Many superheroes are masked avengers; in addition to their day jobs, they moonlight as crime-fighters. Thor is altogether different—the god of thunder championed in ancient Norse mythology. As envisioned in Marvel comics by Stan Lee and Jack Kirby back in the 1960s, "The Mighty Thor" doesn't put on a costume to be the hero. Like Superman, he really is the hero who occasionally dons civilian clothes to fit in.
Wait, why does a Norse god need to "fit in" anyway? I like mythology, but Thor always seemed a tad lame (on his own and as a member of The Avengers). He's essentially the Viking answer to Hercules—long blond hair, wielding a big hammer, tossing around "thee" and "thy," traveling on a rainbow bridge between "the nine realms." Maybe fans of Tolkein or Dungeons & Dragons were drawn to the fantasy elements, but I prefer story and character study. What's Thor's motivation for being a hero? What can a Norse god struggle with to make him interesting?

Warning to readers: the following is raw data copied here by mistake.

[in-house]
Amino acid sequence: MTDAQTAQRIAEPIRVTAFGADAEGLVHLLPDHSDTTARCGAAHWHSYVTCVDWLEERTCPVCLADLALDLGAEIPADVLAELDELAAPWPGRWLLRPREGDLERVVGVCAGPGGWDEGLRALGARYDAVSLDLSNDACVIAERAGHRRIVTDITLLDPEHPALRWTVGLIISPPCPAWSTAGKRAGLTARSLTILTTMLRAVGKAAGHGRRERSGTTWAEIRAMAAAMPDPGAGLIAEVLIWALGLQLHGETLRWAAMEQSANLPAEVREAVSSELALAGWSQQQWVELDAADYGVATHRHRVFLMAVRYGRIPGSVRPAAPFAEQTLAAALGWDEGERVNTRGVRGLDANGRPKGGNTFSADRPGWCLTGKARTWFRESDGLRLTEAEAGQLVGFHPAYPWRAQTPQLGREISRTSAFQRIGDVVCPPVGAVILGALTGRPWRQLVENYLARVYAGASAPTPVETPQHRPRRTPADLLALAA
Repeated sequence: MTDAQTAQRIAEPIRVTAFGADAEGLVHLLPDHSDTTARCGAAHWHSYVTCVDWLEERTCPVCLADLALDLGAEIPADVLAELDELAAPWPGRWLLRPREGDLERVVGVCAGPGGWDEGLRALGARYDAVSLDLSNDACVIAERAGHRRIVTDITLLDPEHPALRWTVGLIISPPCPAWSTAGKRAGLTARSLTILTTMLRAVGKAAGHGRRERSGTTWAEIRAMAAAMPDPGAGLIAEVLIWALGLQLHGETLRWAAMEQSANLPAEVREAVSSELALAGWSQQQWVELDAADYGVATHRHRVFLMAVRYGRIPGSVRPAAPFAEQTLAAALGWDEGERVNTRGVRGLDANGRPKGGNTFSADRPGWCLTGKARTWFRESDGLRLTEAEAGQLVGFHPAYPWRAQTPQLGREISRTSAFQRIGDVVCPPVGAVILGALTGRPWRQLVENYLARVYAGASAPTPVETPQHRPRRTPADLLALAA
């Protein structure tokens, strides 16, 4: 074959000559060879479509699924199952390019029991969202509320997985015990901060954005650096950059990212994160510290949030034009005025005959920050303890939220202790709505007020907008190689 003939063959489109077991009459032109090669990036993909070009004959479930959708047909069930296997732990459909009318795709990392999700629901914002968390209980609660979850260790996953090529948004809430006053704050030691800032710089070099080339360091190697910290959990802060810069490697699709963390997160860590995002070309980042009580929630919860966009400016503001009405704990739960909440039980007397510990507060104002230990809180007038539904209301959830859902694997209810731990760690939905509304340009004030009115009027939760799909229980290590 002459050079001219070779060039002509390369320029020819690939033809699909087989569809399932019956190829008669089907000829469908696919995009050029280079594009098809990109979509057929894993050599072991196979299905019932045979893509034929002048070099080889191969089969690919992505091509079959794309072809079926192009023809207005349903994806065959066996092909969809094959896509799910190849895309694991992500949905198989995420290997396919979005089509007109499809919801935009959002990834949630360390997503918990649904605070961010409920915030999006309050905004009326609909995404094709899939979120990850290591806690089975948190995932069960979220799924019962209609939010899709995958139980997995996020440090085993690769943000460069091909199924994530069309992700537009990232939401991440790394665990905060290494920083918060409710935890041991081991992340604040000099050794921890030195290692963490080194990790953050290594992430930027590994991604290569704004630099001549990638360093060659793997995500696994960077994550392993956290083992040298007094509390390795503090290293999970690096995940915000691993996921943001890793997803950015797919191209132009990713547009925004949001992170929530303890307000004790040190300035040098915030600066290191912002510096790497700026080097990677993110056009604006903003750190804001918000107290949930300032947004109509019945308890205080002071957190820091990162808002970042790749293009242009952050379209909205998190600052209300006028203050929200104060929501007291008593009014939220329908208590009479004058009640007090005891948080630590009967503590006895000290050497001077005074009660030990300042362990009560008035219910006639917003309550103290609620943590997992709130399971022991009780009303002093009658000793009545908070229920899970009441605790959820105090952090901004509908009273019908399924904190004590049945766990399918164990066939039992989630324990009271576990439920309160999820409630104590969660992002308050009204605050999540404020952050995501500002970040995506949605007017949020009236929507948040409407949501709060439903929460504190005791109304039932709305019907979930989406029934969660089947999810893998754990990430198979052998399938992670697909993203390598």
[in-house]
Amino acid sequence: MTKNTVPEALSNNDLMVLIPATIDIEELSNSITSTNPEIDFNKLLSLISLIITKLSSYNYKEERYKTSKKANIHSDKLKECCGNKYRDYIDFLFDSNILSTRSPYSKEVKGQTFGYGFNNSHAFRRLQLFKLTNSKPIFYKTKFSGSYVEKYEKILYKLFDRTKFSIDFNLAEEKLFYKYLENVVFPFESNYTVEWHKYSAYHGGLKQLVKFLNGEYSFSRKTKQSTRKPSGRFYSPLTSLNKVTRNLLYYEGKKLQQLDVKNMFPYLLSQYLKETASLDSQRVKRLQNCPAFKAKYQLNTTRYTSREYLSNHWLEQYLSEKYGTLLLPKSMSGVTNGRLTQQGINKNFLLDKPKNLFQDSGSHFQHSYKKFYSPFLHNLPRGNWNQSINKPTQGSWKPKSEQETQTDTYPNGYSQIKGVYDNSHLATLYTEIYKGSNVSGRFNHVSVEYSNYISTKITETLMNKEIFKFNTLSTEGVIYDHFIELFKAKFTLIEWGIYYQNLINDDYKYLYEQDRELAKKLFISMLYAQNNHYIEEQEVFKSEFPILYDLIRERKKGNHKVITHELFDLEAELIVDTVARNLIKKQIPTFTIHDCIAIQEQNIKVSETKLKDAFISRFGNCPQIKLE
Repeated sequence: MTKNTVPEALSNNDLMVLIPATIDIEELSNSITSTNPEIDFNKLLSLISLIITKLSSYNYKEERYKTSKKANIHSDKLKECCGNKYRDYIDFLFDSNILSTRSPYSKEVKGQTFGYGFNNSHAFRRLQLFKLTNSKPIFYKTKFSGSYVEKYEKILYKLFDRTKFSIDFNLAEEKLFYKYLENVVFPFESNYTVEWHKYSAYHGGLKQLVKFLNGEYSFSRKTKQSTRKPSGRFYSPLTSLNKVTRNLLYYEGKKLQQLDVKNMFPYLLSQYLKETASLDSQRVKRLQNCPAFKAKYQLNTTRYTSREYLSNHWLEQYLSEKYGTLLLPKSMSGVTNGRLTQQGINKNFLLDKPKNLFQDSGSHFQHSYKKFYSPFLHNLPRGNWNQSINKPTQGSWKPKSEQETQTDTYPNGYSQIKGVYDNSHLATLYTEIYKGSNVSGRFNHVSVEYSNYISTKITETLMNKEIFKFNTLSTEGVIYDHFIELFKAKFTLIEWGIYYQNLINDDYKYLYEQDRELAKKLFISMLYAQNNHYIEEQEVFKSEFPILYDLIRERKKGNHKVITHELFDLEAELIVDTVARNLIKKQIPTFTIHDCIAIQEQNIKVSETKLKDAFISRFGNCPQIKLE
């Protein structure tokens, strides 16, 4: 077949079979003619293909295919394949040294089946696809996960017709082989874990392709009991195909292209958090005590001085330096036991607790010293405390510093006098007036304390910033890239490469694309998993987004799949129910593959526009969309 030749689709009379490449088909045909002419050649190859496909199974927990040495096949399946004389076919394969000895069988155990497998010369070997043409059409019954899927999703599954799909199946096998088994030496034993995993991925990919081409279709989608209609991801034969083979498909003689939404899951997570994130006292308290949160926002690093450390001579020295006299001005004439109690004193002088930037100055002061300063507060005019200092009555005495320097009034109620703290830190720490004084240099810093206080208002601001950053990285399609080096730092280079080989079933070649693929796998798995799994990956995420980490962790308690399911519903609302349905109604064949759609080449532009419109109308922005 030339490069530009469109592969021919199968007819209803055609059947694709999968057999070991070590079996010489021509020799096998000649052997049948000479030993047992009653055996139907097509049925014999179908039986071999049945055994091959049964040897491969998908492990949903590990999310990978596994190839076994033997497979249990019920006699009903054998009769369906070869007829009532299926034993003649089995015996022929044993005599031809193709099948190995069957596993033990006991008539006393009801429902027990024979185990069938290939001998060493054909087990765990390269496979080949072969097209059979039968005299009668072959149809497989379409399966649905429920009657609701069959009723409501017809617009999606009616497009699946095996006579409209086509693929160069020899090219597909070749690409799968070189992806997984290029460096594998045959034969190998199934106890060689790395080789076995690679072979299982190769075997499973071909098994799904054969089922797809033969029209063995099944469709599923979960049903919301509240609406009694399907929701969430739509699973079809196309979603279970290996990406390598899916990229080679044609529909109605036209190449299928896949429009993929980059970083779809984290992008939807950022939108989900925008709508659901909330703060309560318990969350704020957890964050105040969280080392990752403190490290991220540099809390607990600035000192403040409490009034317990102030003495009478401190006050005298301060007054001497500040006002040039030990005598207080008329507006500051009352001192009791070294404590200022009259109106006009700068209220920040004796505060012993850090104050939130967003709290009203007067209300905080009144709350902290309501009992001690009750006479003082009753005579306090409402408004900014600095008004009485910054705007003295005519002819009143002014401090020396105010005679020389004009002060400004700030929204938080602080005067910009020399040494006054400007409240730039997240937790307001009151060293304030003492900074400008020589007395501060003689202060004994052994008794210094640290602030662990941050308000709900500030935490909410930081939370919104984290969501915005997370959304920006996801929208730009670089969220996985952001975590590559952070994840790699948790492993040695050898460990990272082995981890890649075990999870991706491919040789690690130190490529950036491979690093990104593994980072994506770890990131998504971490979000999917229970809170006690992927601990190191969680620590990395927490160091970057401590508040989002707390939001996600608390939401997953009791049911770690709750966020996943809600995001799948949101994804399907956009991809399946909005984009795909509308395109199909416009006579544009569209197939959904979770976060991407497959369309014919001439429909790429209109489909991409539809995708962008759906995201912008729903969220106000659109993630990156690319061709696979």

Those questions are answered more clearly now that Thor has made the mighty leap to the big screen. What could have been a stiff and overwrought production turns out to be one of the more well-rounded and enjoyable superhero movies in recent memory.
Most of the film's first 30 minutes focus on establishing Thor's mythology, narrated in part by Anthony Hopkins as King Odin, the "all-father" of Norse mythology. We're introduced to Thor (Chris Hemsworth) and his stepbrother Loki (Tom Hiddleston) as the former prepares to succeed Odin as king of Asgard. But the realm's sworn enemies, the Frost Giants, attempt to infiltrate the palace, causing Thor and his friends to launch a rash counterattack—against Odin's wishes.
The ensuing battle shows Thor's capabilities. No disrespect ...1